The Lamb Lies Down On Booknotes
Going to miss that show, primarily because my blog was in some limited way inspired by Booknotes, a place where, every Sunday evening, literature and politics met. Some of my favorite writers have been guests on the program, including
- Jeffrey Meyers, author of Orwell: The Wintry Conscience of A Generation
- Robert Conquest, author of Reflections of a Ravaged Century
- William Gildea, author of Where the Game Matters Most
- Simon Winchester, author of The Professor and the Madman
- Sam Tanenhaus, who wrote a well-received biography of Whitaker Chambers (which warranted a two-part discussion on Booknotes), and who is currently the editor of The New York Times Book Review
- Andrew Sullivan, author of Virtually Normal, and who currently maintains of one of the most popular blogs on the internet
- Milton Friedman, who was a guest on the program simply for having written the introduction to the 50th anniversary edition of F.A. von Hayek’s The Road to Serfdom
- Roger Kimball, author of Tenured Radicals
I initially wondered how Gildea made it onto Booknotes. I mean, Where The Game Matters Most is a book close to my heart: it’s about the 1996 season of open tournament high school basketball in Indiana — the very last season in which any school of any size could potentially win the state basketball tournament. One of the smallest schools in the state, Milan High School, won the tournament back in the 1950s, and proved to be the inspiration for the movie “Hoosiers.” Following that season, Indiana would, for the first time in its history, group together in tournament play and then crown three state high school basketball champions based on the school size. Gildea spent the entire basketball season that year criss-crossing the state, documenting the final season of open tournament play. So I still found myself wondering how a book about Indiana high school basketball make it all the way to Booknotes? And then I remembered: like me, Brian Lamb’s from Indiana.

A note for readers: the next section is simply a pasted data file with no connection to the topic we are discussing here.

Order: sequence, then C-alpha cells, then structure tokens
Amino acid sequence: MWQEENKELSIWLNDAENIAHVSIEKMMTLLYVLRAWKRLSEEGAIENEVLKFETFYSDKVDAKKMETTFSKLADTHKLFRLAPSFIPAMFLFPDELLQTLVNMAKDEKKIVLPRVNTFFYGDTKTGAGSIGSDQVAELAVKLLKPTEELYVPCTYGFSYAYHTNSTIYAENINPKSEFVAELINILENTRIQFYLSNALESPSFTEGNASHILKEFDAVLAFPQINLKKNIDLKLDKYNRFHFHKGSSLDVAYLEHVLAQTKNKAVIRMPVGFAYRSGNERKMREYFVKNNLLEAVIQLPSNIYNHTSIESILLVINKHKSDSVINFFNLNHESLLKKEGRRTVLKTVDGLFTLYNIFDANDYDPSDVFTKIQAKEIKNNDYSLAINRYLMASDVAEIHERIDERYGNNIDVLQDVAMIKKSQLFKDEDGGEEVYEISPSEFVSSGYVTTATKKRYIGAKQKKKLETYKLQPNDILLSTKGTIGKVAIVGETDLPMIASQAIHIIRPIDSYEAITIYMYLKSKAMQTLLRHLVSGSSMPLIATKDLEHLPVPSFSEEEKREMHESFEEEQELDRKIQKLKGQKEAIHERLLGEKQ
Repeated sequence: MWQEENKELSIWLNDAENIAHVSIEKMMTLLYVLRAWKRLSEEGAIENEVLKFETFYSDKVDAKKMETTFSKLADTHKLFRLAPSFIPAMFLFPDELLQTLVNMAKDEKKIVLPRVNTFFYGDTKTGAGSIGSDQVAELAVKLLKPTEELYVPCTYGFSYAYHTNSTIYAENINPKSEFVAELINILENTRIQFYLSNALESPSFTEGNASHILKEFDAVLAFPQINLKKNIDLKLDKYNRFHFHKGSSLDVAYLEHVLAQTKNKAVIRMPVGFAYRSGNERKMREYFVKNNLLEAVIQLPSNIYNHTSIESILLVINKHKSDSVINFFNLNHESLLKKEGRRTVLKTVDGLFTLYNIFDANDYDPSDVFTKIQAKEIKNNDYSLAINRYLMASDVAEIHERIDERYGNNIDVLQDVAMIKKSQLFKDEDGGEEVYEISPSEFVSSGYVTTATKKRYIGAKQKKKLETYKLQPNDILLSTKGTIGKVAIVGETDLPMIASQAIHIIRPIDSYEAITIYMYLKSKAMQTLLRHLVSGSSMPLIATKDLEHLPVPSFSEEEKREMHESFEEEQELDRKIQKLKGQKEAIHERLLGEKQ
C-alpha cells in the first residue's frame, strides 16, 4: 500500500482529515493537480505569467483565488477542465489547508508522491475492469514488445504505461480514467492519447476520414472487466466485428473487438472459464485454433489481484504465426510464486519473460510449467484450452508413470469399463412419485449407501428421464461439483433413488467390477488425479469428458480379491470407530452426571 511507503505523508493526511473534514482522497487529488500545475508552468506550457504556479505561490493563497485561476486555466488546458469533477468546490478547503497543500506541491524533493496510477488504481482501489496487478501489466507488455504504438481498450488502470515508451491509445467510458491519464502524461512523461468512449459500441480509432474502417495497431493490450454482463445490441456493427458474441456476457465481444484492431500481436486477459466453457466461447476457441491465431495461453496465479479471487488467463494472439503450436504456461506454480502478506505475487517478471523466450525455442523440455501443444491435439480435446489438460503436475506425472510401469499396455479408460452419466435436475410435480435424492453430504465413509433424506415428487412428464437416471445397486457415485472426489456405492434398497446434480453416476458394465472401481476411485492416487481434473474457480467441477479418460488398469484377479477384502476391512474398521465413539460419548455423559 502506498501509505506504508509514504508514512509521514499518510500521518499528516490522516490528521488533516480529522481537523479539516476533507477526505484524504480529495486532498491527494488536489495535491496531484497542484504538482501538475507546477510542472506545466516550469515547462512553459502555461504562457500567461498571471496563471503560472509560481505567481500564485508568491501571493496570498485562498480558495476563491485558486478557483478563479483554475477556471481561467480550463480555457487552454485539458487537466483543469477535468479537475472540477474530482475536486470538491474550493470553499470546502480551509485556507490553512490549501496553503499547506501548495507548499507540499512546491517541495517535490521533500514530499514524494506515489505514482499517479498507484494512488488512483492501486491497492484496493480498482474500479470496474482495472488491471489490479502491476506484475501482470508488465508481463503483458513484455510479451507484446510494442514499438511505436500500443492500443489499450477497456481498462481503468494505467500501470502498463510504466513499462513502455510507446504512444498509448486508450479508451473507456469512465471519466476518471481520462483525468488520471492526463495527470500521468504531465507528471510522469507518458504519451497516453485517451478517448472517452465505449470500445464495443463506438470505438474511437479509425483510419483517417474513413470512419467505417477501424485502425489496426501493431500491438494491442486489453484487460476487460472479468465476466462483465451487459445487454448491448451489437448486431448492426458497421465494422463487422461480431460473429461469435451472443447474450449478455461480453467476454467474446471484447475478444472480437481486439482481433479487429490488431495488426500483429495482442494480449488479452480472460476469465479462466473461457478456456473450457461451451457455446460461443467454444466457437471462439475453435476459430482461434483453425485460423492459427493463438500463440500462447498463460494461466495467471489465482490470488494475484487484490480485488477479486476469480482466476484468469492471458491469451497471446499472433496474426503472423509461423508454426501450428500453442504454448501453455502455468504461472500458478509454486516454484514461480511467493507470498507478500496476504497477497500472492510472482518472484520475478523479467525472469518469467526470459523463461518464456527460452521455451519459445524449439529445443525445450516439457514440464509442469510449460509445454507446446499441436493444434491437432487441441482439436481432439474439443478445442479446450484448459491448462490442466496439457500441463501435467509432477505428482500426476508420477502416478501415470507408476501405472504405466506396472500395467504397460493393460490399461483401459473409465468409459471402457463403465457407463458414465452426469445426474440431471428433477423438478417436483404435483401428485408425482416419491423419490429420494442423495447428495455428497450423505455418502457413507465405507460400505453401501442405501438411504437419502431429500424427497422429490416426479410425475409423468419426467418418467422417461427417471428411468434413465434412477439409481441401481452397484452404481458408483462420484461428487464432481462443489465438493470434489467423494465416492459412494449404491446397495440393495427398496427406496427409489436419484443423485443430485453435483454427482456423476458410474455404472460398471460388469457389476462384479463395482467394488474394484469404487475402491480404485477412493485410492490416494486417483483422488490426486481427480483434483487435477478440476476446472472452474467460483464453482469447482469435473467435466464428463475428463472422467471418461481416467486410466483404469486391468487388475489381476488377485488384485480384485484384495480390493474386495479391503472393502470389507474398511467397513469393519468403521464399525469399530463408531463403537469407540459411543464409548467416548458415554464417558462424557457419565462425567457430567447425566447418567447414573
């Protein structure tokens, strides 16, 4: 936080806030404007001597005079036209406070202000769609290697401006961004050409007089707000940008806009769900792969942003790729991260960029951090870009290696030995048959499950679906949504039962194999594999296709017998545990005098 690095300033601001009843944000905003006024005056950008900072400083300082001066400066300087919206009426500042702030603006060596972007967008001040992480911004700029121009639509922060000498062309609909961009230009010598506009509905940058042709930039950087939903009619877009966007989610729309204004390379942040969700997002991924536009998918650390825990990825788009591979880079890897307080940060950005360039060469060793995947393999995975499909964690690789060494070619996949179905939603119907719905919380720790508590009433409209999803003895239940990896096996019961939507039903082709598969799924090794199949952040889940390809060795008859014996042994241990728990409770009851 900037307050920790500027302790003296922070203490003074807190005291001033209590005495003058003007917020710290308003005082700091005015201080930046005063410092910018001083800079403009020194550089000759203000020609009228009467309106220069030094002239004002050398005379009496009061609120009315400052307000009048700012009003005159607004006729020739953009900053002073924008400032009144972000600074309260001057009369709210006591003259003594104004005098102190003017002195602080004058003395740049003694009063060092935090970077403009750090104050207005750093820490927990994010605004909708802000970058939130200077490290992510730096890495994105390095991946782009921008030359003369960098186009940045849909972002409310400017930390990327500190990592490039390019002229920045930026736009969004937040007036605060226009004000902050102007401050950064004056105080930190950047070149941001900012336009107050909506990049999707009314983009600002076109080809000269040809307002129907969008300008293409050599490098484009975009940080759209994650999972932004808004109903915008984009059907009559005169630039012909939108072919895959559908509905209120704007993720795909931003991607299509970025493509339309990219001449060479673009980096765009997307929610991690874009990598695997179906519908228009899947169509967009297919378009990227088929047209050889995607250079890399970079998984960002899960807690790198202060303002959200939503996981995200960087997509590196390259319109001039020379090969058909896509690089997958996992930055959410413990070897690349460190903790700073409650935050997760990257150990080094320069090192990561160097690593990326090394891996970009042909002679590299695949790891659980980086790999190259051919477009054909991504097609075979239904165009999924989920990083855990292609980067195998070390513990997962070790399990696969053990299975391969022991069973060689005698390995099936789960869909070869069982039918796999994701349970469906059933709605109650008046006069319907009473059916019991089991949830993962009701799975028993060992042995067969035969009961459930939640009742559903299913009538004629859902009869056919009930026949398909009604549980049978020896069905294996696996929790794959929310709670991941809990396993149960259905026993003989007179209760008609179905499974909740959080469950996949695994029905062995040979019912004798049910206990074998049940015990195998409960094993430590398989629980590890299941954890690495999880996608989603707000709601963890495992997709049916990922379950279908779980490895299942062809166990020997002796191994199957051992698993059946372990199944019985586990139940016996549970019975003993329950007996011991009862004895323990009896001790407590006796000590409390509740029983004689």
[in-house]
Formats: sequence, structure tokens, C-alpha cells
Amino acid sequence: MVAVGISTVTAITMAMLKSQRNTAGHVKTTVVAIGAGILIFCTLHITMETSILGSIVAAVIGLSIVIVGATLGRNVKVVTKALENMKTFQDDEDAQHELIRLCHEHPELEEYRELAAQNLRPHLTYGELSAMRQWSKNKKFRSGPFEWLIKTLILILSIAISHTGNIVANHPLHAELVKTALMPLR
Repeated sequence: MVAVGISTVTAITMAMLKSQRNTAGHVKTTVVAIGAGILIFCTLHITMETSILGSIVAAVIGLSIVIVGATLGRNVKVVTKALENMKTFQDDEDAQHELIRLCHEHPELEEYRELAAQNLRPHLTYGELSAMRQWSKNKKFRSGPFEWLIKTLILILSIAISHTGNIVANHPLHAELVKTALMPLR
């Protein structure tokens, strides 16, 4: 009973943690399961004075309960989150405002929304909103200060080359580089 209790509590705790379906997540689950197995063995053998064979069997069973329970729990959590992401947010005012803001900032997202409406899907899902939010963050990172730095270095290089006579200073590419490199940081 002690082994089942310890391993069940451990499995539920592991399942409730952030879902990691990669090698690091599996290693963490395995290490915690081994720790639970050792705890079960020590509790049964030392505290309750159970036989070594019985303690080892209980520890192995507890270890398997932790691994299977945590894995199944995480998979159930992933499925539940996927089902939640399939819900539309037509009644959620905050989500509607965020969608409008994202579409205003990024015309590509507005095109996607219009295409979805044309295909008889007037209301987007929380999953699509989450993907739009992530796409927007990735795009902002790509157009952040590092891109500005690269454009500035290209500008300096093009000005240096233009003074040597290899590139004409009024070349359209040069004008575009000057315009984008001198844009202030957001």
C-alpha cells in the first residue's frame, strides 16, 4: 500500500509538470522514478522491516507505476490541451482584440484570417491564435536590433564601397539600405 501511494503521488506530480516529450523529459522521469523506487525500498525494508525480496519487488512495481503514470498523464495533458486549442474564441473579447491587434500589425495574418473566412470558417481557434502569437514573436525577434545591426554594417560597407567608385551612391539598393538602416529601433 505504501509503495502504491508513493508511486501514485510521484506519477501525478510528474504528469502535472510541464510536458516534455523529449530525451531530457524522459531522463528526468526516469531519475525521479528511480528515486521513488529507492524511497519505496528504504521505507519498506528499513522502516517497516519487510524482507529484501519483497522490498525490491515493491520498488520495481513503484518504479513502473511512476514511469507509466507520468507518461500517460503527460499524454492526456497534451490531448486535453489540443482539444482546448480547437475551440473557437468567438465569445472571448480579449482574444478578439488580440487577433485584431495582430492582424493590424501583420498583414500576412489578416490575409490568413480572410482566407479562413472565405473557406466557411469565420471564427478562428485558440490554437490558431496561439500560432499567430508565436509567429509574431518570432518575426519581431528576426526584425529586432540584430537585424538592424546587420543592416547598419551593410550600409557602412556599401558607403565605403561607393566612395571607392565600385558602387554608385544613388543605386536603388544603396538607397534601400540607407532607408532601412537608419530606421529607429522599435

According to this Wash Post chat, Washington Post Bookworld editor Michael Dirda would welcome the opportunity to take over for Brian Lamb. As a confirmed bibliophile, I’d welcome it, too. Most certainly would take on a decidely literary bent.
One of my favorite literary anecdotes is about an author I list above, the noted Sovietologist Robert Conquest. In the mid-Sixties Conquest published a book called The Great Terror, which basically claimed that in the ’30s Stalin’s enforced famines and massacres killed about 10 million people. The leftist press at the time denounced the book, rationalizing Stalin’s actions in ways that only apparatchiks can. Conquest and his book were rather viciously attacked and summarily dismissed. Of course, as history (and the Mitrokin archives) later proved, Conquest actually underestimated (by about 15 million) the number of people that Stalin killed, and on the 25th anniversary of the book Conquest’s publisher decided to reprint a commemorative edition, complete with a new introduction detailing how prescient Conquest actually was. Conquest met with his publisher’s rep over lunch to discuss the details. The rep thought everything they discussed sounded good, but floated the idea of coming up with a new title, or at least a subtitle to update it. Conquest took a sip of wine, thought for a moment, and then said, “How about ‘I told you so, you fucking fools’?” So he did.